The new legs belonged to a Russian soldier produced by ESCI. Russian trousers were cut differently from the German equivalent, they were loosefitting around the upper thigh, but that’s hardly noticeable in 1:72 scale, especially not in this kneeling pose.

Both figures were cut below the waist, making sure that the Feldflasche M31 field flask and the gas mask canister stayed attached to the German soldier’s belt. This was accomplished by carefully separating the equipment from the shorts with a scalpel blade, but leaving it attached where it rests against the belt and upper body. The halves of the new figure were planed along the joint, until they fit together perfectly. The figure was then joined with a piece of 0.6 mm pianowire and secured with superglue.

Superglue is not compatible with all plastic figures. When mounting heads, superglue seeps into the figure along the pianowire peg, sometimes causing the chest to split. Apparently, superglue speeds plastic corrosion; the material brittles and the stress exerted by the metal peg is enough to burst the figure. White glue may be used instead, it does not bond with the plastic, but it prevents the figure halves from rotating around the wire peg. The best way to join figures is to weld them together with a soldering iron.

Weapons and Equipment

Historical infantry units require a certain amount of heavy weapons and specialized equipment which is not readily available. This is an area where conversion is almost always required, scrounging equipment from other units:

  • 50mm Mortar, unavailable
  • 81mm Mortar, German Infantry and Afrika Korps, Matchbox and ESCI
  • Observer/Officer with field telephone, unavailable
  • Observer with binoculars, German Infantry, Matchbox; Afrika Korps, Airfix
  • Observer with rangefinder S.F. 14 Z., German Panzergrenadiers, Revell
  • Bicycle, German Mountain Troops, Airfix
  • Signalman with telephone cable, unavailable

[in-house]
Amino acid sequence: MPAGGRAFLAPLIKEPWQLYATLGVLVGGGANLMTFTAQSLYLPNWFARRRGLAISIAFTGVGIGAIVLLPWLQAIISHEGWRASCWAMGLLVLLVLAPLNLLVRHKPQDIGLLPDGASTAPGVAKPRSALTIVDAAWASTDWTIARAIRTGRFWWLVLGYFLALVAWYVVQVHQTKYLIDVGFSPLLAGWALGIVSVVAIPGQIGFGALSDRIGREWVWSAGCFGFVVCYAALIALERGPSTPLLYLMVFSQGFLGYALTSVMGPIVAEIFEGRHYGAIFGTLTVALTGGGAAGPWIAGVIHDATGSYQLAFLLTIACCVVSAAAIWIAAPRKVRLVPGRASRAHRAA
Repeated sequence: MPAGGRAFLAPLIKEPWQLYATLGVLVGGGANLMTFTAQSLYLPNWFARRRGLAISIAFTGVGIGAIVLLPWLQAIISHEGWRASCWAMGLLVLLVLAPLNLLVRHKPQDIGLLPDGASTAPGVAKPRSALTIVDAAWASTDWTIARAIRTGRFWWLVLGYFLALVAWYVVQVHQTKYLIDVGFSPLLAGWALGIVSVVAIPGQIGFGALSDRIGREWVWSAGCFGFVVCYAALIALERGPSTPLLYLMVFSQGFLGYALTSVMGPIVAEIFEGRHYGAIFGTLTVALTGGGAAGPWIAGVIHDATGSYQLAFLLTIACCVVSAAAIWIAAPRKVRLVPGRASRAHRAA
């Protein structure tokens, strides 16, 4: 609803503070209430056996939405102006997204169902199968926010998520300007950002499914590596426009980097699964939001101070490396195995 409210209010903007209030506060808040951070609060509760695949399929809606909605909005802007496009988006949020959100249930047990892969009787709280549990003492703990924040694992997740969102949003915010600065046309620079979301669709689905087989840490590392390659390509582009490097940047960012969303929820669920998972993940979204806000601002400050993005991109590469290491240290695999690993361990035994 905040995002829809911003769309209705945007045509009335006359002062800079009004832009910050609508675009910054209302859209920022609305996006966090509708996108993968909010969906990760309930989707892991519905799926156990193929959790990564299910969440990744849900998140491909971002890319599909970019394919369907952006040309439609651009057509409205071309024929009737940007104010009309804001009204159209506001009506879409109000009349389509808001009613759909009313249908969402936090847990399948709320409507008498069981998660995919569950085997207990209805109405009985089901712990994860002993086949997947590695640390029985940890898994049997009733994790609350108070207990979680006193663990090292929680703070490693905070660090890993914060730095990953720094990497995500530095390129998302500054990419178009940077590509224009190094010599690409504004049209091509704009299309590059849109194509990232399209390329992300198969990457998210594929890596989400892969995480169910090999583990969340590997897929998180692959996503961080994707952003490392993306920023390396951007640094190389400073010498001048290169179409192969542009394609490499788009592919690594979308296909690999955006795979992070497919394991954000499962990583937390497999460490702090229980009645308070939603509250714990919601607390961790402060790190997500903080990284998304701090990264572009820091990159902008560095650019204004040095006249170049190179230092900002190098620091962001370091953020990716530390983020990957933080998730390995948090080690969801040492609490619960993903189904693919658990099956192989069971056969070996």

• Feldjäger Military Police with dog, unavailable
  • Flamethrower, German Infantry, Airfix, Matchbox and Revell
  • Radio, unavailable
  • Clustered Handgrenades, German Infantry and Engineers, Revell
  • Magnetic AT Hollow Charge, unavailable
  • Motorcycle Messenger, unavailable
  • MG 42, German Infantry, alle Hersteller; Afrika Korps, Airfix and ESCI
  • MG 42 on tripod, German Infantry, ESCI; Afrika Korps, Matchbox, ESCI u. Revell
  • MG 42 Gunner № 2 with ammo boxes , German Panzergrenadiers, Revell
  • Mines, German Engineers, Revell
  • Mine Detector, German Engineers, Revell
  • Pack Mule, German Mountain Troops, Airfix
  • Panzerbüchse AT Rifle, Siberian Rifles, Revell
  • Panzerfaust, German Infantry, Revell
  • 8.8 cm RPzB 54 “Panzerschreck”
  • Medic with Stretcher, unavailable
  • Sniper, German Infantry, ESCI
  • Goliath Tank, Explosive Devise, German Engineers, Revell
German soldier, attacking.

Painting Instructions

The figure pictured below wears the field grey uniform of the Wehrmacht. The upper body comes from the same Airfix Afrika Korps soldier we used for the kneeling figure conversion above, with legs from an advancing Russian soldier made by ESCI. Notice that the top of the field flask and the gas mask canister are attached to the figure’s belt. Both items were left attached to the upper body and separated from the shorts the figure was originally wearing. The new trousers fit perfectly.

  • Field grey jacket and trousers
  • Lace on collar and trim around the shoulder strap in Waffenfarbe
  • Neutral Grey boots, Y-straps and ammo pouches
  • Dark grey gas mask canister
  • Brown field flask cover with dark grey cup
  • Beige Brotbeutel M31

The same conversion techniques may be used to create an amazing variety of World War 2 French, British & Commonwealth, American, Italian, Russian and Japanese figures.

Converting Miniatures